David Jennings’ Frank Butler — charmer, cowboy, sharpshooter and the star of the Wild West show — is about to take on the town’s best shooter. It’s good for business, bringing out the locals. But this town doesn’t seem to have anyone to take him on. Enter a country girl — raw, uneducated, unsophisticated — but what a shot. Annie Oakley herself, played by Katie Bowerman.

For mature folk, Ethel Merman or Mary Martin may come to mind. Merman starred in the Broadway show in 1946, and Martin took it on tour. Bernadette Peters reprised the show on Broadway recently. But you’ll get used to Bowerman. She’s not an overpowering stage presence, but her delicious twang and her natural-sounding singing voice will reel you in. As it does Frank.

Bob Kauffman is talking retirement. When he leaves, he’ll be sorely missed. Anne Arundel’s shows have been professionally polished while providing experience for the young theater arts majors. With wimpy gunshots reformed by opening night, his last show of 2001 will go on with a bang.

— Carol Glover

Brush it Off: Getting Rid of Lawn Litter

Back in the old days, “yard waste” wasn’t valued much for its usable afterlife as mulch and compost. It was stuff to be dumped down the gullet of the nearest ravine within wheelbarrowing distance. Still is in some parts.

Nowadays, though, there are too few gullies and too strong an environmental conscience. You’ll have to dump your leaves, grass clippings, wood brush, trees and branches somewhere else.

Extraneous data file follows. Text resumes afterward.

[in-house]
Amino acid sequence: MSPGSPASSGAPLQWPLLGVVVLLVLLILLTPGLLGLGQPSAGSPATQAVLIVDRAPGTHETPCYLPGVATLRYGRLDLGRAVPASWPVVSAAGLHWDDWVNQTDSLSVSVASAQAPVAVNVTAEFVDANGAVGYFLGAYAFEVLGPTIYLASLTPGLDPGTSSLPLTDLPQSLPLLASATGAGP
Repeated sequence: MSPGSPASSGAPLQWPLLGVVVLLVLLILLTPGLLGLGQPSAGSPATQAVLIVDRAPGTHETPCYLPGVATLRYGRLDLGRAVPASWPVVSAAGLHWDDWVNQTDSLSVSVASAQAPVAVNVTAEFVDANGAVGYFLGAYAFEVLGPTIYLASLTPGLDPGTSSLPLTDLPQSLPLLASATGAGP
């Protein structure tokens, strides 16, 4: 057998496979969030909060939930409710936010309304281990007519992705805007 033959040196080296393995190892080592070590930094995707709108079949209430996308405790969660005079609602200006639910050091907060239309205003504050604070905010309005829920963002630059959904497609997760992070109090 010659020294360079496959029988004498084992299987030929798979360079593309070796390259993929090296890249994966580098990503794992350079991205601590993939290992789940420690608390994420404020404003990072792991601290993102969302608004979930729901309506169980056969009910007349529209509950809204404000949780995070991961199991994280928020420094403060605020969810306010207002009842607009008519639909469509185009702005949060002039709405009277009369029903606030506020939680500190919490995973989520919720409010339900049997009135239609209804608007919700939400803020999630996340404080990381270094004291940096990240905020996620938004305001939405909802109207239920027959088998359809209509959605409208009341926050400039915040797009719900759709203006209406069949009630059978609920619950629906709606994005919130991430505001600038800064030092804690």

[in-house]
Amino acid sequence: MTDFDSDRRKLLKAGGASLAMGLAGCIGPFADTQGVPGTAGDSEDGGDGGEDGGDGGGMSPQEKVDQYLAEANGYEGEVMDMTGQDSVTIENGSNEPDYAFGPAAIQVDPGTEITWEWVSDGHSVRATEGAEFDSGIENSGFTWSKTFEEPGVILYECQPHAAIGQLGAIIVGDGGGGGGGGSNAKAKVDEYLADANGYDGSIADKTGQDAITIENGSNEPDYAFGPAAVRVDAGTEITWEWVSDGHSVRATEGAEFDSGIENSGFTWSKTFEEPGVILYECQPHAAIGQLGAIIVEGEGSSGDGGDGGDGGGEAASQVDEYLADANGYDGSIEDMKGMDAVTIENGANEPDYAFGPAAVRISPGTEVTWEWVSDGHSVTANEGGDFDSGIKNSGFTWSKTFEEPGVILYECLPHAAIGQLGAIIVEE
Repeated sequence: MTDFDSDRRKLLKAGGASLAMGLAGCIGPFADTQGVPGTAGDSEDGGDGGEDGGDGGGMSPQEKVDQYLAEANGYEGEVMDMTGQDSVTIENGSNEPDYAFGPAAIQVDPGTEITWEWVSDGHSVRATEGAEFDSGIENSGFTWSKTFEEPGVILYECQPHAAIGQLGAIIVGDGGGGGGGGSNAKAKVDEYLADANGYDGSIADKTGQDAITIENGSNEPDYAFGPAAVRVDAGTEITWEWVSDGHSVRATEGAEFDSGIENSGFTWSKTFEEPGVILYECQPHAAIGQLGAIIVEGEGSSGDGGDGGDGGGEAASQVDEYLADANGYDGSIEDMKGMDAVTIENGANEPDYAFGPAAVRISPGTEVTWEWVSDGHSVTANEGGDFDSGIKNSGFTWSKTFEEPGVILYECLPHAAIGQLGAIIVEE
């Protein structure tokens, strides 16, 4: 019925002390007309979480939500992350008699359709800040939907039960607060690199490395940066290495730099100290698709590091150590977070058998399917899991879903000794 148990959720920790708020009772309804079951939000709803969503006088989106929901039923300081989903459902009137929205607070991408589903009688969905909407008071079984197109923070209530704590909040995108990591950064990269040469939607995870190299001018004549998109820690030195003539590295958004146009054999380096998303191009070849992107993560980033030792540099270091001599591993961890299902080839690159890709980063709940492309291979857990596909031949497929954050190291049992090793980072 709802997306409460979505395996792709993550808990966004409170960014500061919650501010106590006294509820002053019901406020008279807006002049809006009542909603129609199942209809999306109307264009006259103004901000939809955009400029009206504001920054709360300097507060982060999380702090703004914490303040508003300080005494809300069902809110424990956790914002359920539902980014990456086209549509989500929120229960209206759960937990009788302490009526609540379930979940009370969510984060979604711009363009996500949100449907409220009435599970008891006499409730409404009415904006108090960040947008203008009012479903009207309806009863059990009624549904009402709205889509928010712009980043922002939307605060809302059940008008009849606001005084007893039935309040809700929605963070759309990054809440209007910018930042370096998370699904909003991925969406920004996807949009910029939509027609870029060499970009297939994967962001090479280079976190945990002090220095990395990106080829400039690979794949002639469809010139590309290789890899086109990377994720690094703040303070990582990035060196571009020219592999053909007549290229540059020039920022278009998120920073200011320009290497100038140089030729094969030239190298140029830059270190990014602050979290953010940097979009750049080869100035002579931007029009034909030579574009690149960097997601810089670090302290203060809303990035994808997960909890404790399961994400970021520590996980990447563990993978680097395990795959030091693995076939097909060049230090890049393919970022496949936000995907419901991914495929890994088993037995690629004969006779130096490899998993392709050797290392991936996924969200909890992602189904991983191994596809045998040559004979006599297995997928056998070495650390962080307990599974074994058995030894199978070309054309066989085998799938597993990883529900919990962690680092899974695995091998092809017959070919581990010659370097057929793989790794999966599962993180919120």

If you live in Annapolis, somewhere else is as near as your curb.

Annapolis resumed its curbside leaf vacuum program Nov. 1, giving residents four chances to see your leaves disappear. Vacuum trucks make four passes through each ward — though the historic district is left out because of its narrow streets. Rake a pile curbside by the deadlines to make sure you don’t get skipped:

  • Wards 1 and 2: Nov. 15, Dec. 3 and Dec. 18
  • Wards 3 and 4: Nov. 20, Dec. 7 and Dec. 21
  • Wards 5 & 6: Nov. 7, Nov. 26, Dec. 11 and Dec. 25
  • Wards 7 and 8: Nov. 12, Nov. 29, Dec. 14 and Dec. 27.

If you miss the big vac, you’ll have to bag your leaves with the rest of the yard waste for regular bi-weekly pick-ups on recycling days. Mark bags and trash cans with “YW” — for yard waste — and bundle brush with twine. Information: 410/263-7967.

Anne Arundel County is too large and sprawling for a leaf vacuum like Annapolis’, so outside of city limits you’ll have to crush your leaves into bags to be picked up with yard waste on your weekly recycling day. Set apart yard waste in bags and cans marked with an “X.” Branches should be bundled with twine and weigh no more than 40 pounds. Trees, limbs or branches must be no more than four inches thick and will only be taken if cut down to pieces four feet or shorter in length.

Most compost fodder is shipped to Upper Marlboro to become commercially valuable LeafGro. Mulch and compost made at the landfills are used at county facilities, with excess sometimes available for the public.

Gullies are not quite obsolete in Calvert, a small county with not quite twice as many people as Annapolis. Appeal Landfill, in Lusby, accepts yard waste for a fee of $2.20 per 100 pounds, amassing deposits into a big pile. When the heap is hefty enough, a contractor is called in to grind out mulch to be given away. County recyclers hope to have mulch on hand by spring.

— Mark Burns

Courtesy of the trees, Peter Vogt, second from left, serves edible delights from the forests.
Tree Cheers for Calvert’s Forests

Calvert County branched into celebration at its first-ever Forest Fair last month.